It has been a busy week in tech, but for me the release of the Huawei HarmonyOS is probably the most significant news.
The OS launched at Huawei’s Developer conference in China and is the company’s highly rumoured alternative to Android. Though the circumstances around its launch are a little doleful – being in direct reaction to the Android ban resulting from a recent White House executive order against Huawei – HarmonyOS has the potential to be a great development for the mobile industry.
There’s a simple reason why. With Huawei’s infrastructure and loyal fan base in China, HarmonyOS is the first new mobile operating system I’ve seen in quite some time with the chops to break up the mobile market’s current duopoly.
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For as long as most people can remember, mobile phone buyers have had two options: Android or iOS. This isn’t terrible; both operating systems have great app ecosystems, easy to use UIs and for the most part are excellent. But the lack of any real competition has led both companies to rest on their laurels a little.
This is why key developments, like the promised union of Android with Chrome and an iOS-macOS merger, haven’t happened. For years, outside of a few nifty features and UI tweaks, neither company has really innovated on the mobile software front.
It’s also why most phones these days are fairly similar looking. I’m still convinced if you stripped the labelling off, most people wouldn’t be able to tell who made the Galaxy S10, OnePlus 7 Pro or Huawei P30 Pro.
Which is why having a third big player to try and shake things up is great. Even if HarmonyOS doesn’t leave its native China straight away, the fact that Huawei plans to make it a cross-platform OS will at the very least be a warning shot to Apple and Google execs that’ll hopefully get them out of their complacent hammocks.
I can already hear the naysayers rolling their eyes and saying that getting a third mobile OS to actually challenge Google and Android is about as likely as the Greens taking down the Tories. I will admit, there is evidence to support this claim. BlackBerry failed to do it with BlackBerryOS despite its huge footprint in the business world. Microsoft and Nokia failed to get Windows Phone off the ground in spite of being huge household names. The less we say about Mozilla’s Firefox OS the better…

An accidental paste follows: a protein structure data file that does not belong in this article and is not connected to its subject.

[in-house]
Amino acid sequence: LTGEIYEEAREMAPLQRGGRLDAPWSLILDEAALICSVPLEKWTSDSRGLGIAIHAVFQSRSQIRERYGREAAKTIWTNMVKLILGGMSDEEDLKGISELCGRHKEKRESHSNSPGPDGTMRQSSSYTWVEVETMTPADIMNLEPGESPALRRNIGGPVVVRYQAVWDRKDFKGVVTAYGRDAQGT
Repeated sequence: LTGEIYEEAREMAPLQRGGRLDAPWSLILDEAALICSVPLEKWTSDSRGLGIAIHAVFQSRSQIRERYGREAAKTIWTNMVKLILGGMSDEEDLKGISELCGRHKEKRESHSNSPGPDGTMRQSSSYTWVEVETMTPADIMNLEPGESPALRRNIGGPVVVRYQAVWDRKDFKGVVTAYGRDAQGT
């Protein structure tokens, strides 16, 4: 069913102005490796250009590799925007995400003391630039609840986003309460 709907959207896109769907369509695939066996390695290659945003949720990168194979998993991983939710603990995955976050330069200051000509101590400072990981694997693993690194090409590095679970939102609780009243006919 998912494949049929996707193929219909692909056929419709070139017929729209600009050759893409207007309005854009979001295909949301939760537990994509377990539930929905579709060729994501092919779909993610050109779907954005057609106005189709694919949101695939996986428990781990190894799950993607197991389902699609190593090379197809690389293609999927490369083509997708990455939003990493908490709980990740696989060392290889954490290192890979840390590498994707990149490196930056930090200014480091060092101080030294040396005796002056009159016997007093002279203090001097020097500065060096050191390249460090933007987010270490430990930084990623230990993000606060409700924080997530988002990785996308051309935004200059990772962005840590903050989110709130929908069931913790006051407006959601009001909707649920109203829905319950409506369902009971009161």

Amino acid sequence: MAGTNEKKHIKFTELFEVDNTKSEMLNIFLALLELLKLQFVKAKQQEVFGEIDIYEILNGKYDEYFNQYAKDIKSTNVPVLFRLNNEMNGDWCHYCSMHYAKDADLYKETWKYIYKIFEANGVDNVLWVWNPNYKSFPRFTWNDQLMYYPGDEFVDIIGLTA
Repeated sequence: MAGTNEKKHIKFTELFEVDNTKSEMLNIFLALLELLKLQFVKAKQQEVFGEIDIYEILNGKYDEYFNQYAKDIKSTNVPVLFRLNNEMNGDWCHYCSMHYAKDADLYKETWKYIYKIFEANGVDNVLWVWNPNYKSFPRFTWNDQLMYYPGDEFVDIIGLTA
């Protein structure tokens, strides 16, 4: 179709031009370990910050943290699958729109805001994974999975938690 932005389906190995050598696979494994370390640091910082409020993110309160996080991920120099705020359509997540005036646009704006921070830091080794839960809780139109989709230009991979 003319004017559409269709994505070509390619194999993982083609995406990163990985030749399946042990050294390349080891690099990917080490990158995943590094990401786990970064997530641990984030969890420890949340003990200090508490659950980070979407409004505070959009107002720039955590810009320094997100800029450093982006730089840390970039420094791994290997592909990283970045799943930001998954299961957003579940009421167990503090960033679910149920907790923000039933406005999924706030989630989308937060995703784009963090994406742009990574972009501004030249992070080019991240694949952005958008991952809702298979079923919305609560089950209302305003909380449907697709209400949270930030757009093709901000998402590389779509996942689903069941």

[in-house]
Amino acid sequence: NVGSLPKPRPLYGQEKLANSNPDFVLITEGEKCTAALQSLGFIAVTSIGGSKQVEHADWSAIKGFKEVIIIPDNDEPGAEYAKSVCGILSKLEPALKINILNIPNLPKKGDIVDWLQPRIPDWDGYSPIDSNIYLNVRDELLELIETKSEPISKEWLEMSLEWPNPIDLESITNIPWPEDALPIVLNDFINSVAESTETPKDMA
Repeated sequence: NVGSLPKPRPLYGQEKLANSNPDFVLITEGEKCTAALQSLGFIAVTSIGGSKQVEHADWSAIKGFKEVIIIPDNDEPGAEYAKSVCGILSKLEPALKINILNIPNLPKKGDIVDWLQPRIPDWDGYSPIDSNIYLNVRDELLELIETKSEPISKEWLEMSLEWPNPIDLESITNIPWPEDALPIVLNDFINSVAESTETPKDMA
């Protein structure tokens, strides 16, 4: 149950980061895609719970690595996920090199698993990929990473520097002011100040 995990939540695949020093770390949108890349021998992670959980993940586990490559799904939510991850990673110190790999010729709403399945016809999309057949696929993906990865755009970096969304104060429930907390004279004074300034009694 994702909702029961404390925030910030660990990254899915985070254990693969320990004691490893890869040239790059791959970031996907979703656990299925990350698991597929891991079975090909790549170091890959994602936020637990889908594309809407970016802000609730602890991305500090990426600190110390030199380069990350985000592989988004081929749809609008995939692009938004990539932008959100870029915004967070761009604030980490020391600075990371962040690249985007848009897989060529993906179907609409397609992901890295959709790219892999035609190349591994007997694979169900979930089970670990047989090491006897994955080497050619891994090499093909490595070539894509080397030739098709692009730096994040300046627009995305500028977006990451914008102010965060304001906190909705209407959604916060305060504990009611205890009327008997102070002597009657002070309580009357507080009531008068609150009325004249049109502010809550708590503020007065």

But I genuinely think Huawei could do it, thanks to its rabidly loyal user base in China – a key market where Google and Apple services aren’t used by the majority of people. Chinese buyers, and, more crucially, developers, are used to operating in stores and ecosystems outside of Google and Apple’s. They are also a key demographic and a market that numerous tech companies and app makers want to break into. As a result, if Huawei can get HarmonyOS off the ground there, Western app makers and service providers will almost certainly be interested in it.
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For me there’s one simple thing Huawei needs to make HarmonyOS a success in China: a killer launch phone. This is to get phone buyers using the OS, but it’s also an important step that’ll give developers the killer hardware they need to really dig into it and start experimenting.
Fortunately, if the rumours are to be believed, Huawei already has just such a handset in the works with the Huawei Mate 30 Pro, alleged to be a pretty swish bit of hardware that’s significantly more alluring than Samsung’s somewhat by-the-numbers Galaxy Note 10.
The camera rumours alone confirm this, with speculation suggesting it’ll use two top-line new 40-megapixel sensors and an undisclosed third when it launches later this year. Which is why I think a HarmonyOS variant for developers and early adopters in China would be an ideal launch pad for the platform.
Sadly, it’s unlikely this’ll happen as Huawei’s confirmed HarmonyOS will initially launch on “smart displays”, like the soon-to-be-launched Honor Vision, with a wider rollout to other devices scheduled for “over the next three years”.
Still, a guy can hope, right?